The Talmud tells us that beginning with the 25th of Kislev, eight days of Chanukah are observed, during which no eulogies are delivered, nor is fasting permitted. For when the Greeks entered the Sanctuary, they defiled all the oils, and when the Hasmoneans (the Maccabees) defeated them, they searched and found only one remaining jar of oil with the seal of the Kohen Gadol (the High Priest). Although it contained only enough oil to burn for one day, a miracle occurred, and the oil burned eight days. A year later the Rabbis designated these days as Yomim Tovim (Holidays) on which praise and thanksgiving were to be said. (Tractate Shabbat 21)
The Greek's Harsh Decrees:
During the Second Temple period, the Greek kings outlawed the Jewish religion, forbade them to engage in the study of Torah and the practice of mitzvot, and ravaged and defiled all that had been ritually pure. The Hasmoneans were finally able to subdue the enemy, whereby they designated a king to rule over Israel which lasted for more than 200 years. The Sages of that generation therefore decreed, that the eight days beginning with the 25th of Kislev should be days of rejoicing; that Hallel (praise) be recited and that lights be lit in the entrance to their homes each of the eight nights, in order to publicize the miracle. These days were called Chanukah, that is to say Chanu Kaf-Hay (they rested on the 25th), for on the 25th, they rested from their enemies. The above expression of the Talmud: "They made it a Yom Tov for praise and thanksgiving" refers to the literal recitaiton of Hallel (praise) and therefore, the complete Hallel is said during schararit (morning prayers) all eight days of Chanukah. The term "thanksgiving" refers to al hanisim, which is included in each shmoneh esreh (silent meditation, amidah) during these days as well, as well as in birkat hamazon (grace after meals).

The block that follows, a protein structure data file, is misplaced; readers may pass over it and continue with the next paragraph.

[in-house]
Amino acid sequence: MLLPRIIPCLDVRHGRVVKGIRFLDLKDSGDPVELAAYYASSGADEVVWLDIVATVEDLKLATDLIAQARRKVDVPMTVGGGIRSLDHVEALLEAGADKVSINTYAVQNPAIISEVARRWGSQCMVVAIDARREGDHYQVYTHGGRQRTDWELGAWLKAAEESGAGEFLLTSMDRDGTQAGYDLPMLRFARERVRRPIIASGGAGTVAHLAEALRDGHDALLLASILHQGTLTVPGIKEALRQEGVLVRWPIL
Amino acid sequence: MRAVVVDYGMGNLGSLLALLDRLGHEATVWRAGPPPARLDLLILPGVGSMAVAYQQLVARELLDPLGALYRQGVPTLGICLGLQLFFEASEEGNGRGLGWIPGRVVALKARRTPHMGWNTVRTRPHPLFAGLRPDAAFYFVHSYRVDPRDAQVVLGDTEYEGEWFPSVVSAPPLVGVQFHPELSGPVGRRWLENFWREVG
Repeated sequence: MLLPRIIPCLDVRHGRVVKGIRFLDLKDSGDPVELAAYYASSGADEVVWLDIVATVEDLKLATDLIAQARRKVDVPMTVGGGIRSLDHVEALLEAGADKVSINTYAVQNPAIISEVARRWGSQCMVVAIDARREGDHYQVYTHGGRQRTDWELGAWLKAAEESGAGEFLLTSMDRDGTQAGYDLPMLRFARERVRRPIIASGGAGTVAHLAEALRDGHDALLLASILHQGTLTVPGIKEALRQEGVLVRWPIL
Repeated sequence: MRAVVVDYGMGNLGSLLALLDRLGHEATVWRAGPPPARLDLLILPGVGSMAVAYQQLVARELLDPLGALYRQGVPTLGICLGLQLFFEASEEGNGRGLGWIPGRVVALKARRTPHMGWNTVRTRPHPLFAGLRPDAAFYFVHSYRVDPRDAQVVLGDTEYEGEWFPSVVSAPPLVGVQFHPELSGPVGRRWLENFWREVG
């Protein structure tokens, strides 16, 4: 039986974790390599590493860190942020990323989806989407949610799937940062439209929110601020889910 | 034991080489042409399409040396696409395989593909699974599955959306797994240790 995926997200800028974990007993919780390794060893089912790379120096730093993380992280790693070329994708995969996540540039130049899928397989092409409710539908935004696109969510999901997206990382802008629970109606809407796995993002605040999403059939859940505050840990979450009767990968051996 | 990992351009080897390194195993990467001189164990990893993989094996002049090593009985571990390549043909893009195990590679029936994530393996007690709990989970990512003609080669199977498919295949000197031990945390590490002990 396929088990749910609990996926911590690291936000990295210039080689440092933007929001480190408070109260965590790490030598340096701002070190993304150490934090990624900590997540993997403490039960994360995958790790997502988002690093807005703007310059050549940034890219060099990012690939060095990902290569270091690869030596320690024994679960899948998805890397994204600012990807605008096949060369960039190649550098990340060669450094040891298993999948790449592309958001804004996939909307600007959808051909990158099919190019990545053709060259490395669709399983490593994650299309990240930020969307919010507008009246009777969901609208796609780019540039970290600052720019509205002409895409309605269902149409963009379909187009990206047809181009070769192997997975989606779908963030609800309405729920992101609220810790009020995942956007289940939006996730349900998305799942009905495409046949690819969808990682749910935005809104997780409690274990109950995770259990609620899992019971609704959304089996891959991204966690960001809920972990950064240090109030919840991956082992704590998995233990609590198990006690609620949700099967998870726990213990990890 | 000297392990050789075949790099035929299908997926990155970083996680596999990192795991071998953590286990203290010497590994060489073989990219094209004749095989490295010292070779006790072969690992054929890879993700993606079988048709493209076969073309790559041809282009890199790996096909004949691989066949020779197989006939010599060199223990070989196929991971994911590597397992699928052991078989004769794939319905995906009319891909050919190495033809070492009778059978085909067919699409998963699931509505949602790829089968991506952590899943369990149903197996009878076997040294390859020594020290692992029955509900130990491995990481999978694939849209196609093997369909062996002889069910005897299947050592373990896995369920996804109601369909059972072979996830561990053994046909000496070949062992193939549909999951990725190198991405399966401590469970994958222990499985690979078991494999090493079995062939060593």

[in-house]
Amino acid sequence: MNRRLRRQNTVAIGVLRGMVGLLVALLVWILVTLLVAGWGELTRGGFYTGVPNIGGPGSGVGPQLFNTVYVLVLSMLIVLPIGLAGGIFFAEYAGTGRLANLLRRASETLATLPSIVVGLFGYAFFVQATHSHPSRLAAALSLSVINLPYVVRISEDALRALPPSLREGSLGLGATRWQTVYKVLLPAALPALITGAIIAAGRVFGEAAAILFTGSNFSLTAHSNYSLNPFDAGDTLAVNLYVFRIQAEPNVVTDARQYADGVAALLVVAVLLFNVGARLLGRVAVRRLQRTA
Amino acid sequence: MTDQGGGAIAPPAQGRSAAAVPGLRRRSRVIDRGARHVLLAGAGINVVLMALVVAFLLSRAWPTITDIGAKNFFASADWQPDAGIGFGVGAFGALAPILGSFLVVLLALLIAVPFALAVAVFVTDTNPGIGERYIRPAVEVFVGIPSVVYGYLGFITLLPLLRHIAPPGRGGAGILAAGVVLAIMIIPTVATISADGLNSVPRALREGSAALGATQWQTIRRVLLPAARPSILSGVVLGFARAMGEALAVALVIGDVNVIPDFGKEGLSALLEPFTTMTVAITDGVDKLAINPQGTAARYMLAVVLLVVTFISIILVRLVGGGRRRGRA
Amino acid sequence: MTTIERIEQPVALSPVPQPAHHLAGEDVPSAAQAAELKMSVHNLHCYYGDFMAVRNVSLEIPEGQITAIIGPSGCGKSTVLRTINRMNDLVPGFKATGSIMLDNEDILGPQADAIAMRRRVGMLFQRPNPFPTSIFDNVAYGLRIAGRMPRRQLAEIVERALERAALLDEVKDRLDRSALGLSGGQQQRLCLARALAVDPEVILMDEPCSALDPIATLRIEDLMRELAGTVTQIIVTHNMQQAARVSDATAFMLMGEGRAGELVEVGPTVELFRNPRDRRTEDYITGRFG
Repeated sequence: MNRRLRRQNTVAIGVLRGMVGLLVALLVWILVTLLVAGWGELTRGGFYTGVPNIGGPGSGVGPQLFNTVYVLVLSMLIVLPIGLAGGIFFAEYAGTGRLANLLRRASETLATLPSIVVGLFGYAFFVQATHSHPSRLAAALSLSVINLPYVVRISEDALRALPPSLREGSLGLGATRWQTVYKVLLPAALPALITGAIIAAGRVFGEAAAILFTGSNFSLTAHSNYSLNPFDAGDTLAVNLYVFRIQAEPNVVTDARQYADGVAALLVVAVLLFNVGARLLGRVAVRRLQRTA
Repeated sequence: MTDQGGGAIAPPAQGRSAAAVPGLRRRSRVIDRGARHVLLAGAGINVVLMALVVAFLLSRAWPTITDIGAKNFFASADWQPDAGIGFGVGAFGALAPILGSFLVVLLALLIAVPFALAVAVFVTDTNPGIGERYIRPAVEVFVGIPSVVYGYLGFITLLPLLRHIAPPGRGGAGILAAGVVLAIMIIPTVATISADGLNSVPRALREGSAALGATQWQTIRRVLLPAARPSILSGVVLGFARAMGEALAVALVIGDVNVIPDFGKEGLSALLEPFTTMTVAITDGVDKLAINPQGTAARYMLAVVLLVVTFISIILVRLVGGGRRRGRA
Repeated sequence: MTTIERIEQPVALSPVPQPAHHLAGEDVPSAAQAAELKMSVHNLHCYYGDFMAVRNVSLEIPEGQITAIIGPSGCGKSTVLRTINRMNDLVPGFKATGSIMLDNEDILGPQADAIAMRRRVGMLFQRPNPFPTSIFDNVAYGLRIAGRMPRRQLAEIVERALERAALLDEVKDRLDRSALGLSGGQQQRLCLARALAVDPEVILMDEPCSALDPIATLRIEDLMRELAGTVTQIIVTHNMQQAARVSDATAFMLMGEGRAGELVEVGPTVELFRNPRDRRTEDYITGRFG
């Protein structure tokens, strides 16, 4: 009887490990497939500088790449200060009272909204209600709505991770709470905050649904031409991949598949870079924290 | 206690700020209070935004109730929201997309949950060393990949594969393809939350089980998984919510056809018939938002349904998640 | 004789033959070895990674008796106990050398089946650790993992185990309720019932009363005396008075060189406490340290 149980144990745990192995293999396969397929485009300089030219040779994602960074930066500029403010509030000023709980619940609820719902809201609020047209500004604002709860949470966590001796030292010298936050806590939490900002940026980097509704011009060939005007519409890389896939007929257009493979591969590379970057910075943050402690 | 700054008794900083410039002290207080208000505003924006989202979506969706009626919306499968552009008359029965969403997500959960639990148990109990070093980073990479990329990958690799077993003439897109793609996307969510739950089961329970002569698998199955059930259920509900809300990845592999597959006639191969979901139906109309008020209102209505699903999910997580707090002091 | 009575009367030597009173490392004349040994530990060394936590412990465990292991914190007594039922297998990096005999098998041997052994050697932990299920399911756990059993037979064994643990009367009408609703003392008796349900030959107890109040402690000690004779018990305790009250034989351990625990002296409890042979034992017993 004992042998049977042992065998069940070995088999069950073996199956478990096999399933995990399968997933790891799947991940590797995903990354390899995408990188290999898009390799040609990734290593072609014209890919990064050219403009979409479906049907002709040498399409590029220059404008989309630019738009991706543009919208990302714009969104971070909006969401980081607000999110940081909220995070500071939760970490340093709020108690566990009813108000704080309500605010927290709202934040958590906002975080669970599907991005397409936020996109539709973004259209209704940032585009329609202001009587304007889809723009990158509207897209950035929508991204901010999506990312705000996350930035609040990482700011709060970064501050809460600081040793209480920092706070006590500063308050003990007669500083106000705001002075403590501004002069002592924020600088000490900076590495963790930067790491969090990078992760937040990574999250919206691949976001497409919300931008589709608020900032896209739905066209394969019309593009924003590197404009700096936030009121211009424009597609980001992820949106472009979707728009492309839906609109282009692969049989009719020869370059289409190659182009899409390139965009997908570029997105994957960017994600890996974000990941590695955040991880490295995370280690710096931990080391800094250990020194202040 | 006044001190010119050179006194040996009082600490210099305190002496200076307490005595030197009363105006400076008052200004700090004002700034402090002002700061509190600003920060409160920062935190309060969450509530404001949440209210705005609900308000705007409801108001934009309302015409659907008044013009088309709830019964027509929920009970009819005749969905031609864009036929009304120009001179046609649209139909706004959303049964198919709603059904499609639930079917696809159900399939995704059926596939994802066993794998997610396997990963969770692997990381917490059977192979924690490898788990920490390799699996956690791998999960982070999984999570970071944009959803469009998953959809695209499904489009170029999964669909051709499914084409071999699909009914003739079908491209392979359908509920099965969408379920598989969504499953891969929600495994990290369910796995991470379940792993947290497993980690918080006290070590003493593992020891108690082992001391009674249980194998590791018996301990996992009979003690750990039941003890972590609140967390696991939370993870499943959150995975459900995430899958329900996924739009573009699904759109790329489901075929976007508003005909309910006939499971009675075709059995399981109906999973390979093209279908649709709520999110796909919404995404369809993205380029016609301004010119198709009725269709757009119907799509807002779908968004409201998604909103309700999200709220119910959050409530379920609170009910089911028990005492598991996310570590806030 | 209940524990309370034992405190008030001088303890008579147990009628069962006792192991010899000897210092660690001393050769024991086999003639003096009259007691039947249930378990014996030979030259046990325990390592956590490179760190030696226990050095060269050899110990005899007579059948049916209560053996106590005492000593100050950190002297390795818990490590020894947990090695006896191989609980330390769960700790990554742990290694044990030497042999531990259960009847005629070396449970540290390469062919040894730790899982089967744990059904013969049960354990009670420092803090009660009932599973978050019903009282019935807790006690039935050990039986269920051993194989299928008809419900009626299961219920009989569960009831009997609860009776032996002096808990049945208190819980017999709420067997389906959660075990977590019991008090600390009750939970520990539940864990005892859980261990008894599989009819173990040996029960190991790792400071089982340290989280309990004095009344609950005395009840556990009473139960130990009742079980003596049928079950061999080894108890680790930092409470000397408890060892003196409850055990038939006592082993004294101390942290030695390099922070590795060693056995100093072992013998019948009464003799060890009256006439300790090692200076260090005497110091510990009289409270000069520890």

What may one use to light the Chanukah candles?
The preferred way to perform the mitzvah is to light the Chanukah menorah with pure olive oil and cotton wicks, since their light is pure and it causes us to remember the light of the Menorah which was lit with olive oil. All other oils and wicks are permissible if their light is pure and does not flicker. One may also use candles made of wax. One must be careful and make sure the lights stay lit for about a half an hour or as long as people coming home from the marketplace would be able to see them. If one is using wax candles specifically, it is a good idea to put them in the freezer before use since it lengthens their burning time. The menorah itself should be pretty and can be made of metal or glass. An earthenware holder is permissible but may only be used once while it is still new. After one usage it becomes unclean and may not be used for the next night. A wick which was used one night may be used on succeeding nights as well. The same is true of the remaining oil or of the remainder of wax candles. If one is lighting with oil, one way to save on the mess and expense of using many cotton wicks is to pull the part of the wick that is black up from the holder and continue to use the rest of the wick and continue this for many succeeding nights until the wick becomes very small.